Josephine the Singer, or the Mouse Folk (1924) by Franz Kafka


‘Josephine’ was published in ‘Ein Hungerkünstler’, a collection of Kafka’s short stories

English text at

Original German text at

Josefine, die Sängerin oder Das Volk der Mäuse was written by Franz Kafka in 1924, shortly before his death. Atypically for Kafka’s work, the narrative is written not from the perspective of the disorientated individual. Instead, the individual – Josefine – is the object of a narrative, written by an anonymous member of the society. The narrator sets out to describe Josefine and her performances, but his account quickly becomes a damning critique of the singer. By the time the narrator has finished, the very thing he had intended to describe has disappeared. In this article, I will explore this tension between the individual and the society and its relationship to Josefine’s art.

Josefine’s singing might not be special and it might not be good. It is nevertheless an expression of individuality that separates her from the crowd. What’s more, it brings the members of the society together and improves the community spirit. In this way, the singing heightens the tension between individual and society: as the group pulls together, the aloneness of the individual becomes increasingly pronounced. This has two consequences: 1. The group doesn’t understand Josefine’s art and therefore questions her special status; 2. and Josefine becomes vulnerable and weak.

Art seems to ensure the downfall of Josefine, but the society is not immune to danger simply by virtue of its size. In fact, the society itself is vulnerable. For this very reason, the group stays together, in order to realise a form of ‘safety in numbers’. There is a heavy price to pay though: the individuals must abandon individuality and personality; there is no childhood for the children, who are produced on an industrial scale; and everyone must work. For the individual who persists in self-expression, exclusion and destruction is inevitable: this is the lesson that the figure of Josefine teaches us.

In this way, Josefine’s performance of isolation and vulnerability is a reflection of the society‘s position in the wider world. It is interesting to note that Josefine is a female in a society that is seemingly dominated by men and that takes a markedly paternal stance when dealing with Josefine. Josefine has therefore a disadvantaged position in the society.This reflects the weak position held by a society of mice in a world full of predators. Because the society fails to understand this aspect of her performance, they are unable to see that they are reproducing the destructive power relationship that threatens them as a group. This has profound implications: the society should provide a group environment in which individuals gain protection. Instead, the group has destroyed the individual and suppressed the development of individuality. In the attempt to defend the group, the very thing that needed defending has been destroyed.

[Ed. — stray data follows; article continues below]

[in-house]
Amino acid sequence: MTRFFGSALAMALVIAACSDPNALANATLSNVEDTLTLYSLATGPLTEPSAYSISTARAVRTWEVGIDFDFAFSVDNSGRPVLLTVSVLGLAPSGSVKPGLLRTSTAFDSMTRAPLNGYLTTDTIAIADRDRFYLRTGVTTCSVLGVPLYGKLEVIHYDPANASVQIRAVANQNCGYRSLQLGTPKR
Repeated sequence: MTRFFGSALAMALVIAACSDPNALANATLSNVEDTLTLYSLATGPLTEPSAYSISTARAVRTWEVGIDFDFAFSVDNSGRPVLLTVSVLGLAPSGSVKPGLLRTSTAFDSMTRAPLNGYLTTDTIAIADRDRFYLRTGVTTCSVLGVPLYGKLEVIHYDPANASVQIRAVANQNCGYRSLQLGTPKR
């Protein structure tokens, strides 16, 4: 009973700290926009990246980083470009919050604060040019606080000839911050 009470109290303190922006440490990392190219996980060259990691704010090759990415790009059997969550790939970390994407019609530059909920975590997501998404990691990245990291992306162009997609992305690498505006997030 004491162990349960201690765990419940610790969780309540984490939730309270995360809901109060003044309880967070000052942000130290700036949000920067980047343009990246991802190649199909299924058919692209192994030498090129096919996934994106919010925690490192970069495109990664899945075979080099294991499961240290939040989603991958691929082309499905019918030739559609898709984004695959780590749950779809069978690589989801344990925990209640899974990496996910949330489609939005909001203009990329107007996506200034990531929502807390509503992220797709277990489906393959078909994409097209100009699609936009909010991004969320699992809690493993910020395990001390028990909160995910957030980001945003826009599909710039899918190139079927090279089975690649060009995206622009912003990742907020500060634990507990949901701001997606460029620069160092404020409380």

Kafka’s narrative depicts a rigid dichotomy of society and individual: the survival of one means the destruction of the other. It is on this basis of either/or that the ‘or’ in the title of the story can be understood. The text demonstrates, however, that overcoming this dichotomy is not impossible. When the narrator comments that the society doesn’t record any history, we seem to stumble upon a paradox: after all, writing a history is precisely what the narrator is doing. It is in this apparent paradox that the very act of reconciliation between individual and artist can be seen. The narrator is a member of the group AND is writing as an individual. Furthermore, writing is a form of art and self-expression.As we have seen, the narrator has chosen a narrative that demonstrates the importance of art. In doing so, he thereby legitimises this narrative, his own artwork.

If we accept that the society depicted is a society of mice, then the text appears to be a fable, in which a ‘message’ relevant to human society is encoded in a narrative about animals. That’s certainly a legitimate interpretation. All the same, it should be noted that there is very little evidence in the text proper that this is a society of mice. Were it not for the title, we would naturally assume the figures to be human. This being the case, the ‘or’ of the title can be read as a threat: the individual and the artist must be protected or else we are reduced to a society of mice, unable to speak out or produce beauty and eternally victims to the cycles of violence and labour.

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